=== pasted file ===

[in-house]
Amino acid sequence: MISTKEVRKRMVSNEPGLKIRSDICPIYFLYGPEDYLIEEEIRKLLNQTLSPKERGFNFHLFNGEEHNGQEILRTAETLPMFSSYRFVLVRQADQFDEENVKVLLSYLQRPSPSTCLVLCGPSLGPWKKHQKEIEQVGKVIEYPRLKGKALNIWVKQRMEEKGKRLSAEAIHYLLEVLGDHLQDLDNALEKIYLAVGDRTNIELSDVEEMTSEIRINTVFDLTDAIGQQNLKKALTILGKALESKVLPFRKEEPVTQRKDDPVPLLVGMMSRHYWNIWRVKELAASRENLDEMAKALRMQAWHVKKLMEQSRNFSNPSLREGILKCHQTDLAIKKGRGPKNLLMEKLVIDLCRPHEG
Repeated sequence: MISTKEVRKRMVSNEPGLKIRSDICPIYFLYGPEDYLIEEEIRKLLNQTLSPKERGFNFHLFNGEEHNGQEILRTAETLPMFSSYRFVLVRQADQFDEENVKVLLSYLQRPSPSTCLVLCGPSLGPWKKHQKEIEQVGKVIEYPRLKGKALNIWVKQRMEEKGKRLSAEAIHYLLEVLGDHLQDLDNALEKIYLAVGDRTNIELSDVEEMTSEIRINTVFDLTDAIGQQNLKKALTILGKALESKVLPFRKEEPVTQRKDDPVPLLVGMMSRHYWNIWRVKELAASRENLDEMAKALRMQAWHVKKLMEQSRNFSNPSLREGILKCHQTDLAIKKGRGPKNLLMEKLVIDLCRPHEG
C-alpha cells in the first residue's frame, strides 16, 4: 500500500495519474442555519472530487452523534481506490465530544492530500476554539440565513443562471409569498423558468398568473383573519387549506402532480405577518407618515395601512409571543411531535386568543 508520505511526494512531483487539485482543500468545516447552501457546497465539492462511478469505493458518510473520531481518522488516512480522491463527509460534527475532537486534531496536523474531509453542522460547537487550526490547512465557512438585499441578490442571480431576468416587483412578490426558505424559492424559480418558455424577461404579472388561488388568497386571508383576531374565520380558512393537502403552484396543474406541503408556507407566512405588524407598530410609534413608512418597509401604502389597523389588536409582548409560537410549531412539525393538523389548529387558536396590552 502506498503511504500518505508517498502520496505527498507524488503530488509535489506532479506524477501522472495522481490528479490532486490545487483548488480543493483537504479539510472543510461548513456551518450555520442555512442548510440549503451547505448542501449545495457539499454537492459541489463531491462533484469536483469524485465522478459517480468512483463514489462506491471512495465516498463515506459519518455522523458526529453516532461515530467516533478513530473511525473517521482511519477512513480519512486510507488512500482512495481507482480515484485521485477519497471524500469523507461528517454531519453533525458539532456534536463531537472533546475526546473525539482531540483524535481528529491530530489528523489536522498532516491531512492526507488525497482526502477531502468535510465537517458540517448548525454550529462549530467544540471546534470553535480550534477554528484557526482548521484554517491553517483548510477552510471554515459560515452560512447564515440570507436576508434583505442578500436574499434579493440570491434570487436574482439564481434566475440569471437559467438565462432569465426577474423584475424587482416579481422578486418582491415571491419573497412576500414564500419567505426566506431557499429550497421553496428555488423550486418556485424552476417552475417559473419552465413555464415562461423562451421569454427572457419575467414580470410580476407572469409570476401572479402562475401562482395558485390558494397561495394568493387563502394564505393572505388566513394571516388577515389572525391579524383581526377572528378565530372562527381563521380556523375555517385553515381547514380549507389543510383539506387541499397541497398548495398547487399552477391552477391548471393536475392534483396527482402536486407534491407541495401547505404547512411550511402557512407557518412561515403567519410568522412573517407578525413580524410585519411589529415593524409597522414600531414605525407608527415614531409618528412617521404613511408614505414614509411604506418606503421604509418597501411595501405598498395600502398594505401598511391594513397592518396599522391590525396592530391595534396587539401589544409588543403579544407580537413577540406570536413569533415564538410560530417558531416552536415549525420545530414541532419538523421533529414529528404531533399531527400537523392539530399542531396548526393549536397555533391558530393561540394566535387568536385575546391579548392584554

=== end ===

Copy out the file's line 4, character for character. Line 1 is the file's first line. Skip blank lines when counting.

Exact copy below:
C-alpha cells in the first residue's frame, strides 16, 4: 500500500495519474442555519472530487452523534481506490465530544492530500476554539440565513443562471409569498423558468398568473383573519387549506402532480405577518407618515395601512409571543411531535386568543 508520505511526494512531483487539485482543500468545516447552501457546497465539492462511478469505493458518510473520531481518522488516512480522491463527509460534527475532537486534531496536523474531509453542522460547537487550526490547512465557512438585499441578490442571480431576468416587483412578490426558505424559492424559480418558455424577461404579472388561488388568497386571508383576531374565520380558512393537502403552484396543474406541503408556507407566512405588524407598530410609534413608512418597509401604502389597523389588536409582548409560537410549531412539525393538523389548529387558536396590552 502506498503511504500518505508517498502520496505527498507524488503530488509535489506532479506524477501522472495522481490528479490532486490545487483548488480543493483537504479539510472543510461548513456551518450555520442555512442548510440549503451547505448542501449545495457539499454537492459541489463531491462533484469536483469524485465522478459517480468512483463514489462506491471512495465516498463515506459519518455522523458526529453516532461515530467516533478513530473511525473517521482511519477512513480519512486510507488512500482512495481507482480515484485521485477519497471524500469523507461528517454531519453533525458539532456534536463531537472533546475526546473525539482531540483524535481528529491530530489528523489536522498532516491531512492526507488525497482526502477531502468535510465537517458540517448548525454550529462549530467544540471546534470553535480550534477554528484557526482548521484554517491553517483548510477552510471554515459560515452560512447564515440570507436576508434583505442578500436574499434579493440570491434570487436574482439564481434566475440569471437559467438565462432569465426577474423584475424587482416579481422578486418582491415571491419573497412576500414564500419567505426566506431557499429550497421553496428555488423550486418556485424552476417552475417559473419552465413555464415562461423562451421569454427572457419575467414580470410580476407572469409570476401572479402562475401562482395558485390558494397561495394568493387563502394564505393572505388566513394571516388577515389572525391579524383581526377572528378565530372562527381563521380556523375555517385553515381547514380549507389543510383539506387541499397541497398548495398547487399552477391552477391548471393536475392534483396527482402536486407534491407541495401547505404547512411550511402557512407557518412561515403567519410568522412573517407578525413580524410585519411589529415593524409597522414600531414605525407608527415614531409618528412617521404613511408614505414614509411604506418606503421604509418597501411595501405598498395600502398594505401598511391594513397592518396599522391590525396592530391595534396587539401589544409588543403579544407580537413577540406570536413569533415564538410560530417558531416552536415549525420545530414541532419538523421533529414529528404531533399531527400537523392539530399542531396548526393549536397555533391558530393561540394566535387568536385575546391579548392584554